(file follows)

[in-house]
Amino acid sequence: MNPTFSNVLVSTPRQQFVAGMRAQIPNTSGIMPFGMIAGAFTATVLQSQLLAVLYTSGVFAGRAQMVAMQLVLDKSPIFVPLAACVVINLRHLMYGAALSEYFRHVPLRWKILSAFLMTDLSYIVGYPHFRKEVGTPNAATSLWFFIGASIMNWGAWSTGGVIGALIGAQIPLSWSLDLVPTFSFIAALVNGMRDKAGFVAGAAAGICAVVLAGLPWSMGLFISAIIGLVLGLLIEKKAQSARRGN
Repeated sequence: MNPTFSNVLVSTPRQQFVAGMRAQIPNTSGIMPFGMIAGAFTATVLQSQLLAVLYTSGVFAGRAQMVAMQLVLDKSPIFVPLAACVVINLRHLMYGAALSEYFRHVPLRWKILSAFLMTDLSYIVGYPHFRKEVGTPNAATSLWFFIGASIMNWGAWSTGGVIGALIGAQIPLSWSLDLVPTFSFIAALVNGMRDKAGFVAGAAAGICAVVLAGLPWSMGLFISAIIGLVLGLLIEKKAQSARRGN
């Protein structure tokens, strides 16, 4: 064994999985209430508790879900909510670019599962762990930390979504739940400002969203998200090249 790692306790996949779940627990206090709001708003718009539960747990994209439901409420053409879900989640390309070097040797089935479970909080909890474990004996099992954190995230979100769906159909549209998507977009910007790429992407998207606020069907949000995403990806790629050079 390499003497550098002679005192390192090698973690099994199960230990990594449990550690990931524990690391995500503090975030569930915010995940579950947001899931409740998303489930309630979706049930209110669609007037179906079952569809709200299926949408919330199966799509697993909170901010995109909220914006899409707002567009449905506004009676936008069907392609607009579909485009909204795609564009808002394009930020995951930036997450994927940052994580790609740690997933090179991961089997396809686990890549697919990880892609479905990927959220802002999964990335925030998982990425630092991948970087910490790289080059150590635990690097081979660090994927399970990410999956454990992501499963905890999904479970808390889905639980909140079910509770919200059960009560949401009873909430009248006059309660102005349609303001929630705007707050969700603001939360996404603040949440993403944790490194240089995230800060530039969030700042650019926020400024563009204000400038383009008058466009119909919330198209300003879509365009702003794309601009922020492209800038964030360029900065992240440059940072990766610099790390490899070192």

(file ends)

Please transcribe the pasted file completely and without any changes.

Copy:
[in-house]
Amino acid sequence: MNPTFSNVLVSTPRQQFVAGMRAQIPNTSGIMPFGMIAGAFTATVLQSQLLAVLYTSGVFAGRAQMVAMQLVLDKSPIFVPLAACVVINLRHLMYGAALSEYFRHVPLRWKILSAFLMTDLSYIVGYPHFRKEVGTPNAATSLWFFIGASIMNWGAWSTGGVIGALIGAQIPLSWSLDLVPTFSFIAALVNGMRDKAGFVAGAAAGICAVVLAGLPWSMGLFISAIIGLVLGLLIEKKAQSARRGN
Repeated sequence: MNPTFSNVLVSTPRQQFVAGMRAQIPNTSGIMPFGMIAGAFTATVLQSQLLAVLYTSGVFAGRAQMVAMQLVLDKSPIFVPLAACVVINLRHLMYGAALSEYFRHVPLRWKILSAFLMTDLSYIVGYPHFRKEVGTPNAATSLWFFIGASIMNWGAWSTGGVIGALIGAQIPLSWSLDLVPTFSFIAALVNGMRDKAGFVAGAAAGICAVVLAGLPWSMGLFISAIIGLVLGLLIEKKAQSARRGN
């Protein structure tokens, strides 16, 4: 064994999985209430508790879900909510670019599962762990930390979504739940400002969203998200090249 790692306790996949779940627990206090709001708003718009539960747990994209439901409420053409879900989640390309070097040797089935479970909080909890474990004996099992954190995230979100769906159909549209998507977009910007790429992407998207606020069907949000995403990806790629050079 390499003497550098002679005192390192090698973690099994199960230990990594449990550690990931524990690391995500503090975030569930915010995940579950947001899931409740998303489930309630979706049930209110669609007037179906079952569809709200299926949408919330199966799509697993909170901010995109909220914006899409707002567009449905506004009676936008069907392609607009579909485009909204795609564009808002394009930020995951930036997450994927940052994580790609740690997933090179991961089997396809686990890549697919990880892609479905990927959220802002999964990335925030998982990425630092991948970087910490790289080059150590635990690097081979660090994927399970990410999956454990992501499963905890999904479970808390889905639980909140079910509770919200059960009560949401009873909430009248006059309660102005349609303001929630705007707050969700603001939360996404603040949440993403944790490194240089995230800060530039969030700042650019926020400024563009204000400038383009008058466009119909919330198209300003879509365009702003794309601009922020492209800038964030360029900065992240440059940072990766610099790390490899070192």